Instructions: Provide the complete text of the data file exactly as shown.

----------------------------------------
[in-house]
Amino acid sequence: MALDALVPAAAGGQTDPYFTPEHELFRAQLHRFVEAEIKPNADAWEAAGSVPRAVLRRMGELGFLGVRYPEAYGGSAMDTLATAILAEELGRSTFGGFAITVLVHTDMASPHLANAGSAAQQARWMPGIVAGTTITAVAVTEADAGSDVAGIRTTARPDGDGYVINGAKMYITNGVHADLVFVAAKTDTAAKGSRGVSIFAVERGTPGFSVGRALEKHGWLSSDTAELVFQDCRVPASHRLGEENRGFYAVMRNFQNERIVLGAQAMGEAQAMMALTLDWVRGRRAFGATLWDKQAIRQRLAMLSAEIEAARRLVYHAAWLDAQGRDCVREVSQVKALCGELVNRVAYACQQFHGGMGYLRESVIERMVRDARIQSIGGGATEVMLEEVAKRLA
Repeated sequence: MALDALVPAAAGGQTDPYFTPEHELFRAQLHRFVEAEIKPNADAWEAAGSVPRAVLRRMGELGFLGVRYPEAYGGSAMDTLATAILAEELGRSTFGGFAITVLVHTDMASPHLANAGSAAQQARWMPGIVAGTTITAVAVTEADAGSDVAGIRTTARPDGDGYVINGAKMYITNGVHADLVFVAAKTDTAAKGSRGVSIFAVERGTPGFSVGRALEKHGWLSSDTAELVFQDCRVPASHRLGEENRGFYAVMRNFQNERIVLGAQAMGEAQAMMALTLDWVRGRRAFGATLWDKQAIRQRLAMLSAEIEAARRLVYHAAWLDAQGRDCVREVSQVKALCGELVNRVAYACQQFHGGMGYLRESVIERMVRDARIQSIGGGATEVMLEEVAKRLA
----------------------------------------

[in-house]
Amino acid sequence: MALDALVPAAAGGQTDPYFTPEHELFRAQLHRFVEAEIKPNADAWEAAGSVPRAVLRRMGELGFLGVRYPEAYGGSAMDTLATAILAEELGRSTFGGFAITVLVHTDMASPHLANAGSAAQQARWMPGIVAGTTITAVAVTEADAGSDVAGIRTTARPDGDGYVINGAKMYITNGVHADLVFVAAKTDTAAKGSRGVSIFAVERGTPGFSVGRALEKHGWLSSDTAELVFQDCRVPASHRLGEENRGFYAVMRNFQNERIVLGAQAMGEAQAMMALTLDWVRGRRAFGATLWDKQAIRQRLAMLSAEIEAARRLVYHAAWLDAQGRDCVREVSQVKALCGELVNRVAYACQQFHGGMGYLRESVIERMVRDARIQSIGGGATEVMLEEVAKRLA
Repeated sequence: MALDALVPAAAGGQTDPYFTPEHELFRAQLHRFVEAEIKPNADAWEAAGSVPRAVLRRMGELGFLGVRYPEAYGGSAMDTLATAILAEELGRSTFGGFAITVLVHTDMASPHLANAGSAAQQARWMPGIVAGTTITAVAVTEADAGSDVAGIRTTARPDGDGYVINGAKMYITNGVHADLVFVAAKTDTAAKGSRGVSIFAVERGTPGFSVGRALEKHGWLSSDTAELVFQDCRVPASHRLGEENRGFYAVMRNFQNERIVLGAQAMGEAQAMMALTLDWVRGRRAFGATLWDKQAIRQRLAMLSAEIEAARRLVYHAAWLDAQGRDCVREVSQVKALCGELVNRVAYACQQFHGGMGYLRESVIERMVRDARIQSIGGGATEVMLEEVAKRLA